Obviously the general facts are clear but I don't follow the logic why the print size/magnification has any influence on the DOF of the original shot ...???

If I capture a scene with a 3D object and there is a 2 inch DOF in sharp focus, then this will not change when the shot is magnified to whatever size ... what am I missing here?
It is because, as mmeadows said, "DOF exists only as a perception by a human viewer". If you size down a print and look at it at the same distance its DOF will appear wider. Think cell phone compared to a large screen or print.

With regard to the 50 mm software crop mode on the full-frame sensor, 28 mm lens Q, an apt analogy might be to a camera with a smaller sensor (crop factor 1.8, or somewhere between micro 4/3 and APS-C), which would capture a 50 mm-equivalent field of view with a 28 mm lens. As Harry Caul stated, f/1.7 would appear as if taken somewhere around f/4 with a native 50 mm lens.
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Old 04-20-2016   #35
Rob-F
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Quote:
Originally Posted by icebear View Post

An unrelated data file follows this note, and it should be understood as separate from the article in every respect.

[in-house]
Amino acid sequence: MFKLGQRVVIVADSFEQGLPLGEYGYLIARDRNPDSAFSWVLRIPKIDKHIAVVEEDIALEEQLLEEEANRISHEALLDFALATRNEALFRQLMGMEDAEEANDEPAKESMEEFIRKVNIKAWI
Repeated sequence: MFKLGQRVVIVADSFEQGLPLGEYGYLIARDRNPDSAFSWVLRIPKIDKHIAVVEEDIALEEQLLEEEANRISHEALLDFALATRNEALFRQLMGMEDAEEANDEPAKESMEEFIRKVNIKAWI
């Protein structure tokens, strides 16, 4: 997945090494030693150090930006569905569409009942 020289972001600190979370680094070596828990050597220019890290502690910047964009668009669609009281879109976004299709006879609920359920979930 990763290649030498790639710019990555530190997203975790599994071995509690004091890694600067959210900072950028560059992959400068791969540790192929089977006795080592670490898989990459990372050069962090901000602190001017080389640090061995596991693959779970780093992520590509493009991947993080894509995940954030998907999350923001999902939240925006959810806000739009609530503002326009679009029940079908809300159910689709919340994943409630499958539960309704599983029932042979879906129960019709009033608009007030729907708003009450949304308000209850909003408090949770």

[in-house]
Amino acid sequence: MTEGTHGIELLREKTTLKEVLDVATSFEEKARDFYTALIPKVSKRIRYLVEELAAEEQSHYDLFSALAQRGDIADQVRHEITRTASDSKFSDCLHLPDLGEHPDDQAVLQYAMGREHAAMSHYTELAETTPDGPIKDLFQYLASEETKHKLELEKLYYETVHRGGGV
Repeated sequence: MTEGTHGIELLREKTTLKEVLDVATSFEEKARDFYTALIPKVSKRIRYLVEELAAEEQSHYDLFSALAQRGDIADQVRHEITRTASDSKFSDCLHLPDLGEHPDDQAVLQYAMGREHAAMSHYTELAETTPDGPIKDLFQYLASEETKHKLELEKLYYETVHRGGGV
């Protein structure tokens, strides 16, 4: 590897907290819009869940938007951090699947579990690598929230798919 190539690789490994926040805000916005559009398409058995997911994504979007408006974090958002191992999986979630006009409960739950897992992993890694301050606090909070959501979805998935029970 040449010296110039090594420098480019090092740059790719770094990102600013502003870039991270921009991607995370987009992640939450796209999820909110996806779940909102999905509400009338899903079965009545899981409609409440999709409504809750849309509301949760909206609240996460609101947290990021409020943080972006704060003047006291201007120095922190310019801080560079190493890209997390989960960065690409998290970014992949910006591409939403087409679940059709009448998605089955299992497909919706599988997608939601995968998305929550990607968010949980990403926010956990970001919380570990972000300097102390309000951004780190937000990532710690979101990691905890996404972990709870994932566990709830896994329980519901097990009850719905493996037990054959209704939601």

Obviously the general facts are clear but I don't follow the logic why the print size/magnification has any influence on the DOF of the original shot ...???

If I capture a scene with a 3D object and there is a 2 inch DOF in sharp focus, then this will not change when the shot is magnified to whatever size ... what am I missing here?
DOF is about the degree of acceptable unsharpness. If we start with a 5x7 print that has foreground or background details not in the plane of sharp focus, the unsharpness of those details may not be evident in the 5x7. But if we blow it up large enough, there will be a point where the sharpness difference between the in- and out-of-focus areas becomes visible.

If you want to check a 35mm slide or negative for sharpness, you will need a loupe or slide projector because the slide is too small to see without magnification. It's the same idea. Whether you use a loupe or just make a bigger print, you had to blow up the picture to see what parts are sharp and what parts aren't.
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Old 04-20-2016   #36
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Quote:
Originally Posted by Rob-F View Post
DOF is about the degree of acceptable unsharpness. If we start with a 5x7 print that has foreground or background details not in the plane of sharp focus, the unsharpness of those details may not be evident in the 5x7. But if we blow it up large enough, there will be a point where the sharpness difference between the in- and out-of-focus areas becomes visible.